Adhyayanotsavam Day 8 (Dec 26)
Texts: Periya Tirumoli 5,6 and 7th hundreds
Tirukkolam: Vamana and Trivikrama
The Adhyayanotsavam is about stamina. At some point, you feel like you simply can’t go on–it’s too much for the senses. The recitations, the drums, the alankaras, the growing crowds. Every evening, you approach the precipice and think that you’re about to tumble over into some unknowable unknown. And invariably you come back from that place, although, the point *is* to go over the edge.
Yesterday, the gosti recited 300 verses of the Periya Tirumoli, almost continuously–there were three short 1 minute breaks–while the offerings were made. So, essentially, the gosti sat for 3 hours at a stretch, and recited a long, complex text without pause, without drinking a drop of water. The mendacious, avaricious mosquitoes did not deter them, and the recitation proceeded at a brisk pace, but in a manner that you could still each and every word. This is one of the things I’ve really grown to appreciate about Tirukkurungudi. Even though the gosti is small, the recitation is done precisely and with a great sonorous beauty. There is patience taken and time to enunciate the words, instead of just running them all together in some mystifying garbled jumble. I sit in a corner in the mandapam, reading the text silently along with them–occasionally, I transgress and recite the text, quietly and under my breath. You feel the resonance very intimately in your body, and in my fanciful moments, I imagine that the stone pillars vibrate with the sound.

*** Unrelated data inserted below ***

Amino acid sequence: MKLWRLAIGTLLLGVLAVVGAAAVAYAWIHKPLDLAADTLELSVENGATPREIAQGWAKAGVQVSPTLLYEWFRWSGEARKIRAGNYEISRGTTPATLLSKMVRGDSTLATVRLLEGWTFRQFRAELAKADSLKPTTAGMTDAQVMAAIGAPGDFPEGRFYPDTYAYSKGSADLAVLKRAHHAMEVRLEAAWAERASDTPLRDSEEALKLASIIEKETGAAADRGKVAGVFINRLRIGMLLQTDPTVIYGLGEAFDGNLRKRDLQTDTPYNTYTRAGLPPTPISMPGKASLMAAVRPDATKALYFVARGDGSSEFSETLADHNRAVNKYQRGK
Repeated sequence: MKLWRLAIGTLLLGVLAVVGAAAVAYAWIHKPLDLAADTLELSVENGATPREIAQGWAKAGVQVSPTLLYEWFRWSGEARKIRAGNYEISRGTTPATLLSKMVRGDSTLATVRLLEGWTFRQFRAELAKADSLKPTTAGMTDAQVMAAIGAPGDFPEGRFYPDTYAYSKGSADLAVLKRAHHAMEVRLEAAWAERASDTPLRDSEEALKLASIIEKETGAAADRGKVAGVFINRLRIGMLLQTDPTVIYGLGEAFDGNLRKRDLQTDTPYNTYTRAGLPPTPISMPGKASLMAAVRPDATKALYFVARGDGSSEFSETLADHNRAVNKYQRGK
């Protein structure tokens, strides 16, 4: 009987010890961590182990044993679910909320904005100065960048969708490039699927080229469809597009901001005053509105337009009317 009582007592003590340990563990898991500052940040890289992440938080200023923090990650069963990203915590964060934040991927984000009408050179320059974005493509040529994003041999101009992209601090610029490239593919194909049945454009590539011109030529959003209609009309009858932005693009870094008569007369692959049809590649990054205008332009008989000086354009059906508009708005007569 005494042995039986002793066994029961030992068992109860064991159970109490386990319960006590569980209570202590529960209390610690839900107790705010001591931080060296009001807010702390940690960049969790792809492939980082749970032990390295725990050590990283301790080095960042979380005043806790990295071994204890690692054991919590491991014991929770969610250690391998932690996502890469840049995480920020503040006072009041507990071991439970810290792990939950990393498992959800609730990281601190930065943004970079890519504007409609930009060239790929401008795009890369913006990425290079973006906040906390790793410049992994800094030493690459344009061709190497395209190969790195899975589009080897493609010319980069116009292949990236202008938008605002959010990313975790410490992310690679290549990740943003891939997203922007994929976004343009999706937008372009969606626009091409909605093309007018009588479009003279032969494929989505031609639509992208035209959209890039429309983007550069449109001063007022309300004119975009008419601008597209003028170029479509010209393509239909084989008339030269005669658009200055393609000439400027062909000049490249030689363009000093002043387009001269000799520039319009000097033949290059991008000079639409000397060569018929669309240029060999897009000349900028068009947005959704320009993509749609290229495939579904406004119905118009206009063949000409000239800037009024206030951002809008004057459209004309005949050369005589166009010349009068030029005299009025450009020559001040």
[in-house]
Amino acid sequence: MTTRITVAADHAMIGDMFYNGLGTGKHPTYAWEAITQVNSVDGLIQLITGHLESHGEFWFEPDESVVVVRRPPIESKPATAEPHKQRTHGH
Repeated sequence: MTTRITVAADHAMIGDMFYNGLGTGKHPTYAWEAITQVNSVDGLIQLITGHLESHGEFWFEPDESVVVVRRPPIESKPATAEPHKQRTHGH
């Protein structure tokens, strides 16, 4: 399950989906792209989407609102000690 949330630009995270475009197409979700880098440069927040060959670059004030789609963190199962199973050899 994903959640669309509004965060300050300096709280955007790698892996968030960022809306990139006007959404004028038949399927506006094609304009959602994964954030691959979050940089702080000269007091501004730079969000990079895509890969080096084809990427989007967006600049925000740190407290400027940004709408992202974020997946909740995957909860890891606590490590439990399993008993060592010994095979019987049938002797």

Ever since my conversation two days ago that brought up hierarchies of sight and seeing, I’ve been troubled and a little bit out of sorts. My appreciation of the alankaras is now colored by that conversation, and I keep hearing their voices in my head. I usually chat with some of the women while we’re waiting, but found I simply couldn’t bring myself to talk yesterday, wanting to do nothing more than withdraw into quiet, when there was sound everywhere.
Yesterday’s alankaras linked–first of Vamana (he was so sweet) with his tiny little feet! The second was Trivikrama. How they made him grow to such proportions, I cannot know, but it was astonishingly, terrifyingly beautiful. It was as though the emotional richness of an alvar poem had been poured into bronze and brought alive. I heard echoes of words and then there was only utter silence.
The photos are not as good as I would like–my body was in tremendous pain yesterday: my shoulder and arm especially from holding up the camera almost continuously, from contorting myself to fit into corners and tiny spaces, not to mention the million crimson mosquito bites that now cover my entire body.